Maryland officials said Friday that a case of Eastern equine encephalitis has been confirmed in a horse in Worcester County and urged horse owners to consult with their veterinarians about vaccinations.

The horse, which had not been vaccinated, tested positive for the virus, which, like West Nile virus, is spread by mosquitoes. The disease can cause a swelling of the brain. Although it is rare in humans, it can occur when an infected mosquito bites a person. The last confirmed human case in Maryland was in 1989. The last confirmed case in a horse in the state was in 2009 in Wicomico County.

Although EEE occurs in humans less frequently than West Nile virus, it can be more serious. Typical symptoms of EEE in humans include fever, headache, mental confusion, nausea, vomiting, muscle aches, joint pain and sometimes seizure and coma. Symptoms usually occur four to 10 days after exposure to a mosquito carrying the virus. There is neither a specific treatment nor a vaccine available for use in humans infected with EEE virus.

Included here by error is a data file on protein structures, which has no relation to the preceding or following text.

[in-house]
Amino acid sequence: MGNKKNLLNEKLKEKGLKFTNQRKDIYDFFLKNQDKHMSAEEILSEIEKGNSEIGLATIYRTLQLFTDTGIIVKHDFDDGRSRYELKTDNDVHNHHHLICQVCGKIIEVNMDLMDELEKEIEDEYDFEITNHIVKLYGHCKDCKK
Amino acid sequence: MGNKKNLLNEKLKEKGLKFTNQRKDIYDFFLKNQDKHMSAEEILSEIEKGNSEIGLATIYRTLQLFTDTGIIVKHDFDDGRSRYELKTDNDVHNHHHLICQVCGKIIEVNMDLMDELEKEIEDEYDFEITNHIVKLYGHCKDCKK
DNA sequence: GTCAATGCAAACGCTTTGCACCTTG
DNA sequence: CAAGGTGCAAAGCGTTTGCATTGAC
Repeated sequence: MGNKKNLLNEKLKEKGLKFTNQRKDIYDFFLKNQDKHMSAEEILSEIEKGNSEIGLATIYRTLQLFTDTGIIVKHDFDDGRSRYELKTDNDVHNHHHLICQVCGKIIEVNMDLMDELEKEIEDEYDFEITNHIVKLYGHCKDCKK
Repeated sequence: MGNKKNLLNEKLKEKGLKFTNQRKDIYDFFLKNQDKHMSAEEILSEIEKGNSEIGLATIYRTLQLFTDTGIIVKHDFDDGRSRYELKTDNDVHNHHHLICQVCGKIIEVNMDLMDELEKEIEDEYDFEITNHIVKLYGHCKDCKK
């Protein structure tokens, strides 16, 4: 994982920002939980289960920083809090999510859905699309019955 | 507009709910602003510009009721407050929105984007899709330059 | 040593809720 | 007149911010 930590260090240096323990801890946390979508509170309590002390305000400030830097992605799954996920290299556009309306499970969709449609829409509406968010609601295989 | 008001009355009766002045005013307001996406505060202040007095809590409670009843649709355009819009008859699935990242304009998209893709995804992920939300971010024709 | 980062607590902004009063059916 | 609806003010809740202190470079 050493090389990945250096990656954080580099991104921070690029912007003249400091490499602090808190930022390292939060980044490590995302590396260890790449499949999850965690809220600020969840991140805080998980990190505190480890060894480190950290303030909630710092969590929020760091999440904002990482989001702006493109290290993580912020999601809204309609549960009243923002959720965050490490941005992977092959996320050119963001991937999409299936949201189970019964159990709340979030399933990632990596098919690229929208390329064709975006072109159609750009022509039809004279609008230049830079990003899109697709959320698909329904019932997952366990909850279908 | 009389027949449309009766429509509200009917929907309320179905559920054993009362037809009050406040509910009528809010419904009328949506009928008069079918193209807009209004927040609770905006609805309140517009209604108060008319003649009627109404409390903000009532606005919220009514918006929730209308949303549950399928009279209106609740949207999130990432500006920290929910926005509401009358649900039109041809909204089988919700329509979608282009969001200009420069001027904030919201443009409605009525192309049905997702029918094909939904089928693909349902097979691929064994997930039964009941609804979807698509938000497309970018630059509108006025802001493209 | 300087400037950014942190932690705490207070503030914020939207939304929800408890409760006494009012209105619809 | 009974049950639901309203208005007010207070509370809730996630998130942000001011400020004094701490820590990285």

In horses, EEE is a serious disease that can be fatal; however, well-vaccinated horses are generally safe from the disease. Infected horses show a range of clinical signs that often progress over two to three days, including depression, altered mental status, circling, problems with balance, weakness, aimless wandering, impaired vision, walking abnormalities, head pressing, paralysis, convulsions and death. Horses that survive serious disease often have permanent nervous system deficits.

The Maryland agriculture department is working with Worcester County officials and will conduct air spraying over 6,000 acres in the Whaleyville area. The spraying begins Friday at 5 p.m.